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Tuesday, January 23, 2007

Tales from the terraces

My footballing anecdotes always go down very well at dinner parties, as do my stories of the Eurovision song contest or the minor European royals.

Back in the early eighties, when I was a reporter at BBC Radio Devon, they needed someone to cover Plymouth Argyle. The radio station was based in Exeter and the sports producer was not very inclined to come to Home Park for mid week games, lowly Third Division minnows that they were then.

So I started covering them, which meant going to Home Park every Thursday and getting the team news from the manager (has so-and-so recovered from his groin strain? What do you think of your chances against xxx?) and then providing commentary on the matches.

I was something of a novelty then - there were no women football reporters. When I first appeared nervously in the Home Park press box, there was an audible groan and negative body language from the male hacks present.

They were ruled by Harley Lawer, the undisputed expert on PAFC and writer for the Sunday Independent. So when Harley kindly gave me some feedback on my first commentary, which had rendered the others silent, they treated that as a signal to be nicer to me and let me share the bag of broken biscuits that appeared at half time.

I was doing quite nicely in my new set-up. When Bobby Moncur resigned as manager, I was the first to get the story, and even though he wouldn't tell me on tape why he was resigning, it made me sound very Jeremy Paxman-like as I kept repeating the question.

Another time, I was on duty in the Exeter newsroom on a Sunday when the call came to interview the new manager of Torquay United, Dave Webb, formerly of Chelsea. I wasn't very pleased about this; it was near the end of my shift and it meant a journey to Torquay. When I got there, Webb kept me waiting for an hour. The first thing he said, when seeing there was a "bird" waiting for him, was: "Do you know much about football, love?" I gave him a steady look, and, mindful of Chelsea and Torquay's positions in the league - both very poor at that time - replied: "Yes, do you?" One of my press box cronies liked the anecdote so much it appeared in the diary column of the Western Morning News with the headline "Gail's pointed question."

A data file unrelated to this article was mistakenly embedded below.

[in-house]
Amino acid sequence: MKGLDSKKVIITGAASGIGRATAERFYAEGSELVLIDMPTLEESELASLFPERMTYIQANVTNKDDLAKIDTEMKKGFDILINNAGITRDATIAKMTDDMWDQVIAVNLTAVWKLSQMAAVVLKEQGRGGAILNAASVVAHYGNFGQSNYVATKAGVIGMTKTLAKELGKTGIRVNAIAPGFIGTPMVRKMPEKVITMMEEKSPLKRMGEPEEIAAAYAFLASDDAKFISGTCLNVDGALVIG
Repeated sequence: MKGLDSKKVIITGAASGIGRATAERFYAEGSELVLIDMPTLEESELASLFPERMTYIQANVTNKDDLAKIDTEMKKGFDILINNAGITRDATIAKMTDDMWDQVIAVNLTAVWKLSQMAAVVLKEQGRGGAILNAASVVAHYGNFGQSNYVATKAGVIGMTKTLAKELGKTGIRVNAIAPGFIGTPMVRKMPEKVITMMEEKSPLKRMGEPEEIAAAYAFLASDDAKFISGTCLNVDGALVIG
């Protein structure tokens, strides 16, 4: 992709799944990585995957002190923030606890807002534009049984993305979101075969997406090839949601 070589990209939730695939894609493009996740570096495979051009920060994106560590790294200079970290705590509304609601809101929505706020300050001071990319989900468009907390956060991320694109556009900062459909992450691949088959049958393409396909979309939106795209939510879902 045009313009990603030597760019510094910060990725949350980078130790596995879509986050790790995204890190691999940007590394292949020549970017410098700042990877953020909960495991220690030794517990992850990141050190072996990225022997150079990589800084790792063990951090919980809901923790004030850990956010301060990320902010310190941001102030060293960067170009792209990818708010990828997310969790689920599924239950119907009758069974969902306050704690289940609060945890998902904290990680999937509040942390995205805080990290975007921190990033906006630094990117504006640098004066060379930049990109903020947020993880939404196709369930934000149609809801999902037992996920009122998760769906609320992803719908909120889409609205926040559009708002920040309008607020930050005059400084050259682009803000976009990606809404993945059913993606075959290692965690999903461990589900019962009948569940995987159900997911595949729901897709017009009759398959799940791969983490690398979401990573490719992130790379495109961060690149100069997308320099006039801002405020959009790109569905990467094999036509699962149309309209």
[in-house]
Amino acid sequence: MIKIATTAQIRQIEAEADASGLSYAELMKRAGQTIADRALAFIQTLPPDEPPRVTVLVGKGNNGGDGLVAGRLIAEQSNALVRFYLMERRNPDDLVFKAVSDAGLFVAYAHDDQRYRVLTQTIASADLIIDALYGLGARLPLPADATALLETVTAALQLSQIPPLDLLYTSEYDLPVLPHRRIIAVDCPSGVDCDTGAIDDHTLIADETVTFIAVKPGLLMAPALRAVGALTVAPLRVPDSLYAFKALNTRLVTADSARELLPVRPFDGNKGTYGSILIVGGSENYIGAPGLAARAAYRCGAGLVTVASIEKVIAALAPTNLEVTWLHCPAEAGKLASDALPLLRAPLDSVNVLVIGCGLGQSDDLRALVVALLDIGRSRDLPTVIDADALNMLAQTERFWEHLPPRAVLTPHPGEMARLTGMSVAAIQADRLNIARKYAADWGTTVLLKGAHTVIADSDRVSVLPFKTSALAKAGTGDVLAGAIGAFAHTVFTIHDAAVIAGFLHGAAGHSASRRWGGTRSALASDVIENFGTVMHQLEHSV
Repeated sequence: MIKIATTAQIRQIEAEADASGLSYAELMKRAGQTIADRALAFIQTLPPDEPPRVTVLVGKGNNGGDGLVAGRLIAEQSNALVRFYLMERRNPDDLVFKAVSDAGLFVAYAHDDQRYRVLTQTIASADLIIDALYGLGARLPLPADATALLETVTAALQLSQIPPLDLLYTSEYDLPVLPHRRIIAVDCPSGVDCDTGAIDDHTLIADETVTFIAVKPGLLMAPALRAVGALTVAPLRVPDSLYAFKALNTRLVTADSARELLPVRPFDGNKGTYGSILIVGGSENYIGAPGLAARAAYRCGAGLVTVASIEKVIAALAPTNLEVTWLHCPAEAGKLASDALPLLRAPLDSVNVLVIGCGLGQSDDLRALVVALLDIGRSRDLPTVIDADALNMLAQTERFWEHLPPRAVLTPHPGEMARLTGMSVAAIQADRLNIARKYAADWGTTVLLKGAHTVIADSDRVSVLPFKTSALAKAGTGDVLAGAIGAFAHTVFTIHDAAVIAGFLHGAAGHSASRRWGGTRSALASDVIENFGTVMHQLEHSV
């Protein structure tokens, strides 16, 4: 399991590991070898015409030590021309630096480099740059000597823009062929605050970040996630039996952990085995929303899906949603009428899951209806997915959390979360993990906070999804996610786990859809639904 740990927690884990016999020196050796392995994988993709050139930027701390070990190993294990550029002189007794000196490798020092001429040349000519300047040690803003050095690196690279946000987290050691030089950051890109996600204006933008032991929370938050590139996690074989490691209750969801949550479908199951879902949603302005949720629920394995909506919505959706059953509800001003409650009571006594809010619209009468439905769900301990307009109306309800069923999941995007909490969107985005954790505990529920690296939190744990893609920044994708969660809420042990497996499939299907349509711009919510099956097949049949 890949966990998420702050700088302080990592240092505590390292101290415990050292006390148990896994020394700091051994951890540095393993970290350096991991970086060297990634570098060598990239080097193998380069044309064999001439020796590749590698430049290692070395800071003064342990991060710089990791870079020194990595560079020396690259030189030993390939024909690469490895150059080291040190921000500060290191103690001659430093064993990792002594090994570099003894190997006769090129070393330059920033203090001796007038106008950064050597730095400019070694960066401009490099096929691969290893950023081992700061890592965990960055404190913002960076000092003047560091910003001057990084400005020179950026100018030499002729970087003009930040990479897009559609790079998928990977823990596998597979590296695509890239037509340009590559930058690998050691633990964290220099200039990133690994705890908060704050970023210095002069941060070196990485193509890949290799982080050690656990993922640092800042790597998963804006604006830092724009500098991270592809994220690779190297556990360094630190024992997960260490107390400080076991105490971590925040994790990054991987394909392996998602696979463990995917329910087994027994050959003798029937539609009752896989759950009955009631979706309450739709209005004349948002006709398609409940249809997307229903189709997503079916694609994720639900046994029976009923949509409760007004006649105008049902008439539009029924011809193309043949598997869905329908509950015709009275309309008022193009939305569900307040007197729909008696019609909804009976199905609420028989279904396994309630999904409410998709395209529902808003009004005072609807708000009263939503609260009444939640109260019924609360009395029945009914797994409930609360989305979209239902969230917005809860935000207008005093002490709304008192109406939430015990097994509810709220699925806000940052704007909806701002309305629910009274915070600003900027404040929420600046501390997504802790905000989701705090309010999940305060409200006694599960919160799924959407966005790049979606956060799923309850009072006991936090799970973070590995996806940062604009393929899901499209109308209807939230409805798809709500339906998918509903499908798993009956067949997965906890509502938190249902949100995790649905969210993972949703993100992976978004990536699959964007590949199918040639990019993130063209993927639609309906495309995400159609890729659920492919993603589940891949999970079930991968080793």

Back to Plymouth Argyle and the death of my footballing ambitions. The team was thrust into the spotlight when they found themselves in the semi finals of the FA Cup. They were suddenly giant killers, and their star striker Tommy Tynan started asking for money for interviews (not that Radio Devon had any money). I had reported on their progress in all the matches running up to the semi-final. I'd travelled to West Brom, I'd been to St Mellion to cover the team's training, I'd interviewed some of their wives. But then the powers that be at Radio Devon decided they needed male talent (or otherwise) to cover the semi final, so I was relegated to the supporters' train.

We lost 1-0 to Watford at Villa Park; robbed as it were; and there were many tears on the trains back to Plymouth from Smethwick. I was even more gutted to learn that one of the male reporters who covered the match, David Willis, had missed the goal. He asked his colleague, Allan Urry, what it was like. "Bit scrappy" was the reply. Willis later asked Watford manager Graeme Taylor about the goal. "Bit scrappy I heard," said Willis, and was promptly put in his place by Taylor. "Absolutely ridiculous comment. Absolutely superb corner crossed by Barnes...." etc. The comment made its way to the annual Christmas tape of bloopers.

Back in the studio the following day, I carefully put together a 3 minute package, using "You'll never walk alone," and lots of wailing fan inputs, and put my football career behind me.

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